NEWS
June 3, 1990 | By Laurie Hollman, Inquirer Staff Writer Inquirer Staff Writer Robert Zausner contributed to this report
The debate was heated, the stakes high, the question agonizingly familiar: Would SEPTA raise fares? When a majority of the SEPTA board voted yes recently, the decision was predicated on an expectation that next year, things would be different. Next year, state politicians would set aside a predictable and secure funding base for SEPTA, so it could avoid the further decay of its system or the frustrating budget dilemmas of this spring. Only one problem with that expectation: Some of the state's leading politicians have yet to promise they will try to make it come true.
NEWS
June 14, 1987 | By Chris Hand, Special to The Inquirer
If the local business community comes through with funding, the more than 3,000 school-age children in Voorhees Township may get a new playground. The Voorhees Township Committee last Monday agreed to provide the Osage Parent Faculty group with $5,000 toward the purchase of the playground, which would be next door to the Osage Elementary School on Burnt Mill Road. The design of the playground would be similar to one constructed at the Clara Barton school in Cherry Hill last year, according Linda Nichols, a member of the parent-teacher group.
SPORTS
January 27, 1998 | by Edward Moran, Daily News Sports Writer
Under the threat of losing their baseball team, Allegheny County officials are close to completing a plan to provide public funding for new stadiums for the Pittsburgh Pirates and Steelers. The plan, which could be announced as early as next week, would not only provide a local contribution for the two stadium-starved teams; it would trigger a promise by Gov. Ridge to kick in the state's portion of the funding and provide a blueprint to a solution for the Phillies and Eagles. Only the state's contribution would be left to complete the financing mix of local, state and private sources that a governor's task force has said would be necessary to fund stadium construction in Pennsylvania.
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ARTICLES BY DATE
NEWS
August 19, 2016 | By Allison Steele, Staff Writer
This fall, children who join the Camden Youth Soccer Club will have two fields to play on, twice as many as last year. For $5, they will get uniforms, shin guards, socks, and 10 weeks of Saturday games and practices. More than 100 new players will be part of the action. The league's expansion is the first step taken by the newly formed Camden Health and Athletic Association (CHAA), a youth sports nonprofit launched in June by representatives of the Cooper Foundation, the charitable arm of Cooper University Health Care.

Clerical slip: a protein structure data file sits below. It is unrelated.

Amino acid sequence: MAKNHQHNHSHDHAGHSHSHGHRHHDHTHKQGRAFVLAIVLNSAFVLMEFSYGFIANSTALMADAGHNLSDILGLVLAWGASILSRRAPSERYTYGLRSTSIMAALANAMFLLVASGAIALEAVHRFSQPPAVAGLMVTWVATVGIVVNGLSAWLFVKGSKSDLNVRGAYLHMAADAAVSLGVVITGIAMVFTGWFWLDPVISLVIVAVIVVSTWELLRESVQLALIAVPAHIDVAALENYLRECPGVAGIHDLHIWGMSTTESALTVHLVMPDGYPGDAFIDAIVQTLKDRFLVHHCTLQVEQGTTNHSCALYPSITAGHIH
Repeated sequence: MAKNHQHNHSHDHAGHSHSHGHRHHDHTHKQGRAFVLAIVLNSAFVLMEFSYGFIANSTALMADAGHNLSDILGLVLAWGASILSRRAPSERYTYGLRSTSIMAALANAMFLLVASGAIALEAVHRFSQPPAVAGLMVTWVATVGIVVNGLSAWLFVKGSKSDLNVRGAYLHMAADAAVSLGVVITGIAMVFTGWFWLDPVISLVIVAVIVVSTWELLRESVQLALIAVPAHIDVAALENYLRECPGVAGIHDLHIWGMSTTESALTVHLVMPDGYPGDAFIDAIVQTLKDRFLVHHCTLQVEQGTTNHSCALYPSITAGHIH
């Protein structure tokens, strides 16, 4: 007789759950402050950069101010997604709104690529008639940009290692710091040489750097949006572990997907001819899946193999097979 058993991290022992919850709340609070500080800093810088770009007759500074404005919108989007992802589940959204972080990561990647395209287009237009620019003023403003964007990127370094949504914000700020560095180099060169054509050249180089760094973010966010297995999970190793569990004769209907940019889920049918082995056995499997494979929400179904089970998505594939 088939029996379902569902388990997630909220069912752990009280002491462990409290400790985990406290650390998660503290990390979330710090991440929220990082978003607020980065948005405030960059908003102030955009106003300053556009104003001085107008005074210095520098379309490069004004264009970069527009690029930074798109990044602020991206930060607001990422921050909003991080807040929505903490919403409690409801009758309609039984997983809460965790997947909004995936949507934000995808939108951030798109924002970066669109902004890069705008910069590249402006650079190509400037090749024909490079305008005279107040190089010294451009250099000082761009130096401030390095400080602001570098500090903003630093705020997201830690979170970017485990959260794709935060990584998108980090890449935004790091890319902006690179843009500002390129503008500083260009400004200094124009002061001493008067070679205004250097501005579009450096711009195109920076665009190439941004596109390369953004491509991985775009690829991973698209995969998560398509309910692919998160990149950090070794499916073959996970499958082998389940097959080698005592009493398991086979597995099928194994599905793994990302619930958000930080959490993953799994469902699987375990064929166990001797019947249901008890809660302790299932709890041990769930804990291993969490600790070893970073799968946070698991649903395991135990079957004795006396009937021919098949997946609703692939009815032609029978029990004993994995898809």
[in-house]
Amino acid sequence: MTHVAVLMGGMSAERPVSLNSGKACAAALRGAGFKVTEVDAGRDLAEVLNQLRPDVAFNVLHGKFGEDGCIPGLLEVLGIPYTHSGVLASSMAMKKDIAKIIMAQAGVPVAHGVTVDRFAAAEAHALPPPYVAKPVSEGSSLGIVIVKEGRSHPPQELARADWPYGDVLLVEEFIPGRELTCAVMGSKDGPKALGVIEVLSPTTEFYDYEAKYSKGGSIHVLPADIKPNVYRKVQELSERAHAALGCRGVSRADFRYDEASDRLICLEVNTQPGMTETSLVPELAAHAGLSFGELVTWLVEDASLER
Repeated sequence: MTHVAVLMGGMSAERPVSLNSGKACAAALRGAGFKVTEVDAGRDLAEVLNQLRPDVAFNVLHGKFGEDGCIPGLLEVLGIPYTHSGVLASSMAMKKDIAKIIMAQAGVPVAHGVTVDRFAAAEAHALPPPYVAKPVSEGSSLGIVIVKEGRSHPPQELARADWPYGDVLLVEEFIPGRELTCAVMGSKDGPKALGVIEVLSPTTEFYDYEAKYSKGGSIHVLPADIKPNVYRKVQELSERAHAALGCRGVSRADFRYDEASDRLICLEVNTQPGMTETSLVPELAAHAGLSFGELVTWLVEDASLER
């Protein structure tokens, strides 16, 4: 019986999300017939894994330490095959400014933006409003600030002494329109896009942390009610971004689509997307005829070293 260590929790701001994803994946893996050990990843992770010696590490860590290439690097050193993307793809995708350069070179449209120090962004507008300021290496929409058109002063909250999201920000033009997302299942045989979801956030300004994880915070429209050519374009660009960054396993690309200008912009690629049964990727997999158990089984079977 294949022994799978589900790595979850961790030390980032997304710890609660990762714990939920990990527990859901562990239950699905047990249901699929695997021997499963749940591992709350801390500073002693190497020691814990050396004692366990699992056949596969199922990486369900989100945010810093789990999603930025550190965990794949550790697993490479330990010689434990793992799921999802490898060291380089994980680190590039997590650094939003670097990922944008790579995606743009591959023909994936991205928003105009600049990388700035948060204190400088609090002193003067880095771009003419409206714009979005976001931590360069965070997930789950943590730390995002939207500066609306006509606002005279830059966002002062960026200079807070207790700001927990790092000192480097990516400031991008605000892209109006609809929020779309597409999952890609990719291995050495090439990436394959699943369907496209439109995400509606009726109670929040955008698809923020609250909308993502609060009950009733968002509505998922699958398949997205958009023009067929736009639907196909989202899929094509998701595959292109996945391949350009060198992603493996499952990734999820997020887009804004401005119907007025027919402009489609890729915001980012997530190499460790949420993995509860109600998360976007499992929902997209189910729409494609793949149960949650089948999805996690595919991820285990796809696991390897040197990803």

NEWS
August 19, 2016 | By Andrew Seidman, TRENTON BUREAU
Workers who have been out of a job for as long as two months because of a political impasse in Trenton are fanning out across the state to ramp up pressure on lawmakers to replenish funding for roads and bridges. New Jersey members of the Laborers International Union of North America made stops Wednesday in Camden and Gloucester Counties, holding rallies outside the offices of State Sens. Jim Beach and Fred Madden, both Democrats. Outside Beach's Cherry Hill district office Wednesday morning, a few dozen laid-off construction workers chanted: "What do we want?"
NEWS
August 18, 2016 | By Claudia Vargas, Staff Writer
Former Mayor Michael Nutter called City Controller Alan Butkovitz "a liar, a snake, and a hypocrite" Tuesday in response to a controller's report that more than $380,000 in Philadelphia Marathon proceeds were used as a "slush fund" under Nutter's watch. The report, released Tuesday, said the money was used in part for unapproved grants, a trip to Rome by Nutter and his staff, and an open-bar reception last year. The spending was approved solely by the chairwoman of the fund at the time, former City Representative Desiree Peterkin Bell, according to Butkovitz, with no oversight by the fund's board of directors, effectively circumventing the board's policies and control checks.
BUSINESS
August 16, 2016 | By Erin E. Arvedlund, Staff Writer